There is a lot of rallying of troops needed, and Mugabe is doing his best. "This is the fight of our lives, a battle for survival," he said, pounding the podium, but only gently.

There was the inevitable dig at rival Morgan Tsvangirai's scandals. "These people are only about chasing after different women; that's all they do."

Then there is the business about the Zim dollar, the one issue that makes every Zimbabwean wake up in a cold sweat and one that every candidate should really avoid.

"We cannot use the US dollar forever," he began. "We will have to look at ways of bringing back our currency sometime in the future."

There were uncomfortable murmurs. Mugabe appeared to be thinking out loud.

Should we; should we not? What if we backed our currency with all our gold, he asked; wouldn't it be strong enough? Maybe not now, of course, but sometime in the future. Maybe we will talk to [Gideon] Gono, the Reserve Bank governor, he said. More murmurs.

Just as Mugabe was tapering off into his final words, pleading with supporters to campaign peacefully, a muscular Zanu-PF militant started swinging a stick at people trying to leave. "The president has not finished talking yet. Go back."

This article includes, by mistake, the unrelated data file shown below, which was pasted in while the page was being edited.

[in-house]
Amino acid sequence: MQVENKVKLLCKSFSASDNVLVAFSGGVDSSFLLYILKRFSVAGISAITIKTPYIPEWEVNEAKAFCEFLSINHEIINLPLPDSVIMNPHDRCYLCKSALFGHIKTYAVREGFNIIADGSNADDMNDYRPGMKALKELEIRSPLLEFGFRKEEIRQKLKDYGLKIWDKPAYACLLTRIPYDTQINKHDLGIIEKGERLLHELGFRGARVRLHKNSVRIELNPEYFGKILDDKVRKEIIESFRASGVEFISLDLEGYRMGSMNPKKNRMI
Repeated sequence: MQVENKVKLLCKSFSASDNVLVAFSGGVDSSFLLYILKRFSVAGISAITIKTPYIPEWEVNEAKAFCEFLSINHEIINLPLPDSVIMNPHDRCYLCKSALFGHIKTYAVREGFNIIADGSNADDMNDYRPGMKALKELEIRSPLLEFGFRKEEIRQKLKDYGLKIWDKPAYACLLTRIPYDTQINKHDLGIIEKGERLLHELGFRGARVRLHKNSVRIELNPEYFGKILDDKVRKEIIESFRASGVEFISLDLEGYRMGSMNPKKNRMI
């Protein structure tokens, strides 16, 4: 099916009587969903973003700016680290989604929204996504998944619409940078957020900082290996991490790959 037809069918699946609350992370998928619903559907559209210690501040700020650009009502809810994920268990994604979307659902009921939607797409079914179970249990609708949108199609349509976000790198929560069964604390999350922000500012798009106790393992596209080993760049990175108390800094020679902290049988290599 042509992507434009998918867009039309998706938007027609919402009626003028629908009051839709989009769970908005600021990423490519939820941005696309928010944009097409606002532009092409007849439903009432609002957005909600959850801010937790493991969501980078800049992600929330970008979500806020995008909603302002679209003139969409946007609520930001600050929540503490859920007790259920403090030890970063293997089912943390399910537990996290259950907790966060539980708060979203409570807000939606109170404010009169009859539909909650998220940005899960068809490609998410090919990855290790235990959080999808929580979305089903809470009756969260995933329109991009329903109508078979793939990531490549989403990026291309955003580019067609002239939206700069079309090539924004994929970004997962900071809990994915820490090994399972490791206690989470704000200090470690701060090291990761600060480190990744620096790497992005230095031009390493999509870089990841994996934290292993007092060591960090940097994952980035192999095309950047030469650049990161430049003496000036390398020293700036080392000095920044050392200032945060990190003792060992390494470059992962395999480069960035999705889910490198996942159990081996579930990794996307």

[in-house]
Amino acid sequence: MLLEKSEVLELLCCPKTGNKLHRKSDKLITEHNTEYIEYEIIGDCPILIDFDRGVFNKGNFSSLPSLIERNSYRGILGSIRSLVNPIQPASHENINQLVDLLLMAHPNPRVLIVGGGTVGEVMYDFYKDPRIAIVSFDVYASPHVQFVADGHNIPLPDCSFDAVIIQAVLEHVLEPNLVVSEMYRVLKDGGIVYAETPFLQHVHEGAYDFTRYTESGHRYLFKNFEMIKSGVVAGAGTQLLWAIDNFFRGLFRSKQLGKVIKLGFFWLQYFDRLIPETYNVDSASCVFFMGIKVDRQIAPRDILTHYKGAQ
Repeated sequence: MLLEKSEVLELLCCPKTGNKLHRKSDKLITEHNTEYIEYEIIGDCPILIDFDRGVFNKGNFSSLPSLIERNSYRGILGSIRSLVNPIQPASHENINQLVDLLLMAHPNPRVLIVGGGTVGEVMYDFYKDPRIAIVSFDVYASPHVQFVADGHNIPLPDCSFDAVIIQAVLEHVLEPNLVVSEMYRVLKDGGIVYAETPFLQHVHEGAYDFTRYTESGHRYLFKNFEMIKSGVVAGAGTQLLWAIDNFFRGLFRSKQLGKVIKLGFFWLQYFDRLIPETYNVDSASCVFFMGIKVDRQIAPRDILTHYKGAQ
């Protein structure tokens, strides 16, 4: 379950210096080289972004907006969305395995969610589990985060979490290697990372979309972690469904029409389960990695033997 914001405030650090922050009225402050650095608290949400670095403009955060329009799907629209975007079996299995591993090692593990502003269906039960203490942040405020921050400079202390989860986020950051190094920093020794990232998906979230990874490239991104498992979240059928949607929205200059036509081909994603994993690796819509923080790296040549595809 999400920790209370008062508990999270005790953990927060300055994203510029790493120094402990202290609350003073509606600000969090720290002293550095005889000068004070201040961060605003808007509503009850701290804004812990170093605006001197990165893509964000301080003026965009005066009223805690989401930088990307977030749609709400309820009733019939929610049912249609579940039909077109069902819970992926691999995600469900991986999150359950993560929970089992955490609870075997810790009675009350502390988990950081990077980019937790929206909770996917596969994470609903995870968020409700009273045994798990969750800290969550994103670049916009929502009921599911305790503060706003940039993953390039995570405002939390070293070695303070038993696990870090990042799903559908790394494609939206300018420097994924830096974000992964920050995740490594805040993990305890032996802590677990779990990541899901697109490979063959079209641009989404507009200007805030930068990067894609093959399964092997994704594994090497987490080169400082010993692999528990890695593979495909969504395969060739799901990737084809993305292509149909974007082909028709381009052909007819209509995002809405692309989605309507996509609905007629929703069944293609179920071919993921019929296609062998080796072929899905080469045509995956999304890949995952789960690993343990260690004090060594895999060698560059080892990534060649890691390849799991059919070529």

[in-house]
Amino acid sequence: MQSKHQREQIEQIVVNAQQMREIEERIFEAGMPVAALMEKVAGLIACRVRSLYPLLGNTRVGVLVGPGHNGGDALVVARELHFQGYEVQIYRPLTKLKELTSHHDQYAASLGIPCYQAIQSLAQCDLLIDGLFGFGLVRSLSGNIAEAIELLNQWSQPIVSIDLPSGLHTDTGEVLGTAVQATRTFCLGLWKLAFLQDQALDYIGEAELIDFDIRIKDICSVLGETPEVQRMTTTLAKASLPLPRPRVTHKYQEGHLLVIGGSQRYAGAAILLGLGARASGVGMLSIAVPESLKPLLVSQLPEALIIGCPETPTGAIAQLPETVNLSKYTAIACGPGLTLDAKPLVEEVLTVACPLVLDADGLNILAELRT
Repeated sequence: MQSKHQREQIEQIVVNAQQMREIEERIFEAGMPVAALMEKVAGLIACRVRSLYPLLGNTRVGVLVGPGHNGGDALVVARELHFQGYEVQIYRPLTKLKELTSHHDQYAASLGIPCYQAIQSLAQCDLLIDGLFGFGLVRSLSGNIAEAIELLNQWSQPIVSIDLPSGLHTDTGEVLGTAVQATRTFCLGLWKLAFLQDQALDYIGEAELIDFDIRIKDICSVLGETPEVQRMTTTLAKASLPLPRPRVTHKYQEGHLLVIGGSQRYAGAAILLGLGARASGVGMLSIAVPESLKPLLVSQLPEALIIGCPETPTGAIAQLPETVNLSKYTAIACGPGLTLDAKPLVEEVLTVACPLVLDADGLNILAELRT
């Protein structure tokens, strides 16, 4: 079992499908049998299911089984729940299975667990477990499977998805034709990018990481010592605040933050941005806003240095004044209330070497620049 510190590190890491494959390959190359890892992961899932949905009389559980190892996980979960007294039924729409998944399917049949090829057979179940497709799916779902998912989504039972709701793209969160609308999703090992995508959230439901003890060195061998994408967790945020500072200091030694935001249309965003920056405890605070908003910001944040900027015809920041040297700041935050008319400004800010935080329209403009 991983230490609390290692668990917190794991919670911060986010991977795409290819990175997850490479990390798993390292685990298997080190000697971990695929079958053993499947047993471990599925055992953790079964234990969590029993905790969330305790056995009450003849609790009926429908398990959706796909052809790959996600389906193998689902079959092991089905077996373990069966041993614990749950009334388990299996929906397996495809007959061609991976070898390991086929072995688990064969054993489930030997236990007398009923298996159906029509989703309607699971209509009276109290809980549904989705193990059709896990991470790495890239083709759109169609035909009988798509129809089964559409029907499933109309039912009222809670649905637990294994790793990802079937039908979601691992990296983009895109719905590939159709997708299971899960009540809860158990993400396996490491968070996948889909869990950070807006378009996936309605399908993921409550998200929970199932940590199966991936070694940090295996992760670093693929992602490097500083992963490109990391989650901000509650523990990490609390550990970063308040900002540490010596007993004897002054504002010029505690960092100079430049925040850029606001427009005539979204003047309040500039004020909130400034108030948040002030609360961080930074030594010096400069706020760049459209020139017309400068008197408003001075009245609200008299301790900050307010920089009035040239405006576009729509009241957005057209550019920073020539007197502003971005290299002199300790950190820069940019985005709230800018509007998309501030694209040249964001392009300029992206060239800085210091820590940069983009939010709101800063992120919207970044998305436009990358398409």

Mugabe was finishing off: "Peace begins with you; it begins with me; it begins with all of us." And his muscular supporter at the gate just kept on swinging.

Indigenisation campaign
It is no secret what Zanu-PF's campaign is about: in the 108 pages of the party's election manifesto, the word "indigenisation" appears at least 156 times.

Zanu-PF is not coy about this, declaring: "Only the indigenisation and people's empowerment reform programme can meet the goals of the people. There is no other alternative."

The party has already been widely criticised for its empowerment exercise, but it plans an expanded and even more radical approach to the crusade. Under its plan, 1 138 companies across 12 different sectors would be targeted over the next five years. The party believes the takeovers would realise $7.3‑billion in assets for the government.

The value of these assets will be used as security against borrowings, which, Zanu-PF believes, will ultimately create total value of $29.2‑billion. The money will be used to rebuild the country's infrastructure, support agriculture, and fund education and health.

By Zanu-PF's reckoning, its indigenisation programme will solve virtually all the country's problems. It will fund everything from agriculture and youth projects to housing and roads, and will even create an "entertainment industry with international quality".

For a party that has long traded in stale struggle slogans, parts of the manifesto are surreal. There is a promise to set up the "IndigeNex", a stock market where locals can trade shares in "100% indigenous companies" via an automated platform that uses mobile applications.